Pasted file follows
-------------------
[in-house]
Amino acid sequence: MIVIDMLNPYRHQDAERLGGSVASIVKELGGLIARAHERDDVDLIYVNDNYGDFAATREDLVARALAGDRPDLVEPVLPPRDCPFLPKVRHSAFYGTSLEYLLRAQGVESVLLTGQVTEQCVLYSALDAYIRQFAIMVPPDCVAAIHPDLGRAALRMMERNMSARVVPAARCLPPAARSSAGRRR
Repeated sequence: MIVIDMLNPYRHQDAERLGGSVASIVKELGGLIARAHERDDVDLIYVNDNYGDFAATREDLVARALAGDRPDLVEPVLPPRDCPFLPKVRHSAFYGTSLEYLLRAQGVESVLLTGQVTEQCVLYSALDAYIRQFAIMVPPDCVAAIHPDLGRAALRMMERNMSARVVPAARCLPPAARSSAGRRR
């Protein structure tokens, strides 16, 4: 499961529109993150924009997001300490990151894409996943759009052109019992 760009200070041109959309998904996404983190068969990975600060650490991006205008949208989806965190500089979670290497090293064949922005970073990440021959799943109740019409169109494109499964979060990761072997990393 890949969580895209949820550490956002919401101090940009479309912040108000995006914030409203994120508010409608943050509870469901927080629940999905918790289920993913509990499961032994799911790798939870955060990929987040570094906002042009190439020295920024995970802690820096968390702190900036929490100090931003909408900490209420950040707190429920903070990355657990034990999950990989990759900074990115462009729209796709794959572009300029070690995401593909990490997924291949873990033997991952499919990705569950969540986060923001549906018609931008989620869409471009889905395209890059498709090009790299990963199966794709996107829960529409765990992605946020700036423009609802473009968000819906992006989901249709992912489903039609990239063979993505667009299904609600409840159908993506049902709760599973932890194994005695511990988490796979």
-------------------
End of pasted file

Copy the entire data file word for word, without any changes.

[in-house]
Amino acid sequence: MIVIDMLNPYRHQDAERLGGSVASIVKELGGLIARAHERDDVDLIYVNDNYGDFAATREDLVARALAGDRPDLVEPVLPPRDCPFLPKVRHSAFYGTSLEYLLRAQGVESVLLTGQVTEQCVLYSALDAYIRQFAIMVPPDCVAAIHPDLGRAALRMMERNMSARVVPAARCLPPAARSSAGRRR
Repeated sequence: MIVIDMLNPYRHQDAERLGGSVASIVKELGGLIARAHERDDVDLIYVNDNYGDFAATREDLVARALAGDRPDLVEPVLPPRDCPFLPKVRHSAFYGTSLEYLLRAQGVESVLLTGQVTEQCVLYSALDAYIRQFAIMVPPDCVAAIHPDLGRAALRMMERNMSARVVPAARCLPPAARSSAGRRR
């Protein structure tokens, strides 16, 4: 499961529109993150924009997001300490990151894409996943759009052109019992 760009200070041109959309998904996404983190068969990975600060650490991006205008949208989806965190500089979670290497090293064949922005970073990440021959799943109740019409169109494109499964979060990761072997990393 890949969580895209949820550490956002919401101090940009479309912040108000995006914030409203994120508010409608943050509870469901927080629940999905918790289920993913509990499961032994799911790798939870955060990929987040570094906002042009190439020295920024995970802690820096968390702190900036929490100090931003909408900490209420950040707190429920903070990355657990034990999950990989990759900074990115462009729209796709794959572009300029070690995401593909990490997924291949873990033997991952499919990705569950969540986060923001549906018609931008989620869409471009889905395209890059498709090009790299990963199966794709996107829960529409765990992605946020700036423009609802473009968000819906992006989901249709992912489903039609990239063979993505667009299904609600409840159908993506049902709760599973932890194994005695511990988490796979």